Network and bandwidth constraints are being felt with the abundance of internet-connected devices.
Most IoT features need lower latency for effective performance and may require local servers or service providers to provide fresh bandwidth and QoS to manage workloads with unique requirements. Implementing this may not be cost-effective, let alone the human cost of operations.
To overcome this, companies may look to increase the processing capacity of the devices and improve connectivity performance by leveraging edge data centers to handle some of the computing workloads. Being close to the network edge, they will help reduce latency and process information faster.
Another advantage of edge data centers is they can resolve connectivity issues by extending network services into remote areas.
All interactive electronic devices gather and store user information, which may include their diet plan, their work location and a whole lot more.
It is no secret that IoT devices gather accurate data from the physical world. While that’s desirable for organizations from the analytics viewpoint, a user might not be convinced with sharing the data (even if it doesn’t contain personal information) externally.
According to open-source web application security project, the major privacy risks include web application liabilities, data leakage on the operator side, sharing data with third parties among others.
Though it goes without saying, the purpose of collecting data, expiry and security must be clearly stated in the information security policy, while organizations must carry out a risk assessment of the consequences associated with processing.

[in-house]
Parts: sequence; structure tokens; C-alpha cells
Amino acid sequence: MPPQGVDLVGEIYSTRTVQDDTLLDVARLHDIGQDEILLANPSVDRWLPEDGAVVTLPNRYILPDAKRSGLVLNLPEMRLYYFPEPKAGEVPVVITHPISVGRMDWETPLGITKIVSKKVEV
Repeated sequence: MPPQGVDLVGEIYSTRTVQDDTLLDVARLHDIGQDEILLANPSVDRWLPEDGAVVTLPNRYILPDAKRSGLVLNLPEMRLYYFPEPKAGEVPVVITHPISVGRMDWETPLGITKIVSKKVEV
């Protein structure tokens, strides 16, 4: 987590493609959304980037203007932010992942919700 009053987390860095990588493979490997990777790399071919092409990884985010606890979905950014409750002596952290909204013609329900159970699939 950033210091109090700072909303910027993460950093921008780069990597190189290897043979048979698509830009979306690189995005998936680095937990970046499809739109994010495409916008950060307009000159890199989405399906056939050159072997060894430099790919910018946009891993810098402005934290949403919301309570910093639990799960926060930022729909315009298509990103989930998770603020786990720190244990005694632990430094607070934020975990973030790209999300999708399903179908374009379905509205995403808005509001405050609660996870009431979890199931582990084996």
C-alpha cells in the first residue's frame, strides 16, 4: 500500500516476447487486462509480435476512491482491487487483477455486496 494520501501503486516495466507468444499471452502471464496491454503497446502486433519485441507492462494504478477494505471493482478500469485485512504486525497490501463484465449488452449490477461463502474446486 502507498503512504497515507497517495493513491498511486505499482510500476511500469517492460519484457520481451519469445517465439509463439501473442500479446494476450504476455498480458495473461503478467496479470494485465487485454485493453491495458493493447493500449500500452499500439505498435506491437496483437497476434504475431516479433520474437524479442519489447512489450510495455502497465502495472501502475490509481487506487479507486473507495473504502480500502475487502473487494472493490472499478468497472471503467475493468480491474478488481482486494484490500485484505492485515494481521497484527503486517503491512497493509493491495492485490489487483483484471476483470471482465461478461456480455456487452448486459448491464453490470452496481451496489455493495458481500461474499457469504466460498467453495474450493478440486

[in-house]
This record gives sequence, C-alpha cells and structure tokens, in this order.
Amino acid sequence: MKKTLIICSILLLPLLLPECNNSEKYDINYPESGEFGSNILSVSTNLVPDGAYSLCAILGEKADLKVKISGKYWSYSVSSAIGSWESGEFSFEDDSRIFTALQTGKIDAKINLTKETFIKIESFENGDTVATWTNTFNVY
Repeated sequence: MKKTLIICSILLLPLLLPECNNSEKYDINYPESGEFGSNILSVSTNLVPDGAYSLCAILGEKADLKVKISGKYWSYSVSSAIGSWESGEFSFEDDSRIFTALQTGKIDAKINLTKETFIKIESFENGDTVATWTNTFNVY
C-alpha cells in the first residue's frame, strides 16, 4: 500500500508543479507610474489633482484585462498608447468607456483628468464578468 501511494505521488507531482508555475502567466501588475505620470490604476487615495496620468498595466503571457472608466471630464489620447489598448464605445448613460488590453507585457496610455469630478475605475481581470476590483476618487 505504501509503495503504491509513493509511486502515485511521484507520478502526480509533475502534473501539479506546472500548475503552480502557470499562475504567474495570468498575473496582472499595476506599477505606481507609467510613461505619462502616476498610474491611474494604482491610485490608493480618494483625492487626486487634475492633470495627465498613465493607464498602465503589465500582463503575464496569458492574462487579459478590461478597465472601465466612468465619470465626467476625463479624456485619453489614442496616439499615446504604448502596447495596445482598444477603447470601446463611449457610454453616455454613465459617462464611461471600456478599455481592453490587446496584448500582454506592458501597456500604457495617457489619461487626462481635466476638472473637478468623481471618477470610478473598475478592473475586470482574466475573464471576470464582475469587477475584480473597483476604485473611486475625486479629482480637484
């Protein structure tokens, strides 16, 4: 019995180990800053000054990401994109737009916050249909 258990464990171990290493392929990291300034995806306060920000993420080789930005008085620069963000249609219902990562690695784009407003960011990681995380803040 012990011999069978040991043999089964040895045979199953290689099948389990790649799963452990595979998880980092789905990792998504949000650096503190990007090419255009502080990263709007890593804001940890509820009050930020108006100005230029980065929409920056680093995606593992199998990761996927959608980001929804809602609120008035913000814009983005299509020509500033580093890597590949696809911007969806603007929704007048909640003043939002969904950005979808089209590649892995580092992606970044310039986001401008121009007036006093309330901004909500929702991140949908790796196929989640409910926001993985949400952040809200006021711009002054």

The capacity to detect, analyze and resolve issues pertaining to IoT devices is integral for successful adoption of the technology.
This is a major challenge for organizations considering the shortage of relevant skills and the overwhelming number of connected devices that may require service and support from the IT department.
Original equipment manufacturer warranties, while expensive, can help companies with continuous monitoring and analysis and lessen maintenance costs. It also allows organizations to utilize their resources more effectively.
IoT enables organizations to innovate and grow by providing data-driven insights into the productivity and performance of their processes and systems, by providing new ways to understand customer behaviour and pain points, and by creating new business opportunities.
Therefore, companies have plenty to gain from implementing IoT, which does pose challenges before, during and after deployment. However, with a combination of technical expertise, support framework and cybersecurity protocols, organizations can leverage the transformative capacity of the technology.
By Uma Raj
By Uma Raj
By Abishek Balakumar
Suhith Kumar is a digital marketer working with Indium Software. Suhith writes and is an active participant in conversations on technology. When he’s not writing, he’s exploring the latest developments in the tech world.